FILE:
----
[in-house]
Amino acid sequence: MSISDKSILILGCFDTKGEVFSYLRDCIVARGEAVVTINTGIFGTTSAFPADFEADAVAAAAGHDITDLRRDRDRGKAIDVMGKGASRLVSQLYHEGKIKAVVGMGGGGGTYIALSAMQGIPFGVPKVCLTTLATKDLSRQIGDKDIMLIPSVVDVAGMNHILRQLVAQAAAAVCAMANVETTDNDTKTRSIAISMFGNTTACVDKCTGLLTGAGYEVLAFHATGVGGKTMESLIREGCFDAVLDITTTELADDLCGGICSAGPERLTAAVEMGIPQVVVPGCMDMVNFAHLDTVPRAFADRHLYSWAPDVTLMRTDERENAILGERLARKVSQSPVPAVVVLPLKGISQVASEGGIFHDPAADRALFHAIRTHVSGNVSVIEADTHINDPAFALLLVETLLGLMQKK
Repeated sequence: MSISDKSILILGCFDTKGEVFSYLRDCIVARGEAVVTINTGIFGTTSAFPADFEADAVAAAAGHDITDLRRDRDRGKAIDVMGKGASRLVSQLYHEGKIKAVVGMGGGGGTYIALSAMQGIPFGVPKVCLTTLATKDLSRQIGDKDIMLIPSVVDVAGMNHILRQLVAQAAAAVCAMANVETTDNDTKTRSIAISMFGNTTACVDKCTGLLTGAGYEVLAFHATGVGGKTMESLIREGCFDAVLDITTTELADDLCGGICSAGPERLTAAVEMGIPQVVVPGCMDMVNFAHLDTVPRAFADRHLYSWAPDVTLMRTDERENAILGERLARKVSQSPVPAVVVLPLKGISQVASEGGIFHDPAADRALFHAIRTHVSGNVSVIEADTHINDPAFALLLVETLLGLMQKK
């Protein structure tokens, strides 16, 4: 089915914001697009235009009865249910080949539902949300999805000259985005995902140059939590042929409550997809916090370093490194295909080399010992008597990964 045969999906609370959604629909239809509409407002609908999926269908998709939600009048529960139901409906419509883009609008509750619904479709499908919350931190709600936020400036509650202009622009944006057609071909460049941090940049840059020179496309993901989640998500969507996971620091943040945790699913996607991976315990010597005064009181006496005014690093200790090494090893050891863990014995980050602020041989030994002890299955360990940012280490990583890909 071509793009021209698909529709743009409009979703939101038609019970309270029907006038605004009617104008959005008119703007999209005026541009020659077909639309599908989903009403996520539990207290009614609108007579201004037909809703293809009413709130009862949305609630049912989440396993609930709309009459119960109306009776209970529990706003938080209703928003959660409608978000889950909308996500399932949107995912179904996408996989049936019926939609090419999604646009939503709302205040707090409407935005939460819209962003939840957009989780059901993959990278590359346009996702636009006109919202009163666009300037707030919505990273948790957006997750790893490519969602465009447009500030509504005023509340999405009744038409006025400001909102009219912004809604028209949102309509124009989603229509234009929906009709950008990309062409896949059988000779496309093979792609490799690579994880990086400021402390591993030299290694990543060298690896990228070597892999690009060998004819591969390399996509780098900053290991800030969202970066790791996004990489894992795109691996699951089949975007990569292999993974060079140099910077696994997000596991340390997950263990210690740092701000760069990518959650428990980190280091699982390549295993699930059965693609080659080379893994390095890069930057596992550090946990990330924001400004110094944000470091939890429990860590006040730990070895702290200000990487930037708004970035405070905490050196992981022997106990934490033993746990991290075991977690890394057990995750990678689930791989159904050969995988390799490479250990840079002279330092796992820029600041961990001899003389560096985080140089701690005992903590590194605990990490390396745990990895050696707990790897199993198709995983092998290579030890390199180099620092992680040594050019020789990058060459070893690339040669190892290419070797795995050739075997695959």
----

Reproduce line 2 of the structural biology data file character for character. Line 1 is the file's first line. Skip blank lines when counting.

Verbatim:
Amino acid sequence: MSISDKSILILGCFDTKGEVFSYLRDCIVARGEAVVTINTGIFGTTSAFPADFEADAVAAAAGHDITDLRRDRDRGKAIDVMGKGASRLVSQLYHEGKIKAVVGMGGGGGTYIALSAMQGIPFGVPKVCLTTLATKDLSRQIGDKDIMLIPSVVDVAGMNHILRQLVAQAAAAVCAMANVETTDNDTKTRSIAISMFGNTTACVDKCTGLLTGAGYEVLAFHATGVGGKTMESLIREGCFDAVLDITTTELADDLCGGICSAGPERLTAAVEMGIPQVVVPGCMDMVNFAHLDTVPRAFADRHLYSWAPDVTLMRTDERENAILGERLARKVSQSPVPAVVVLPLKGISQVASEGGIFHDPAADRALFHAIRTHVSGNVSVIEADTHINDPAFALLLVETLLGLMQKK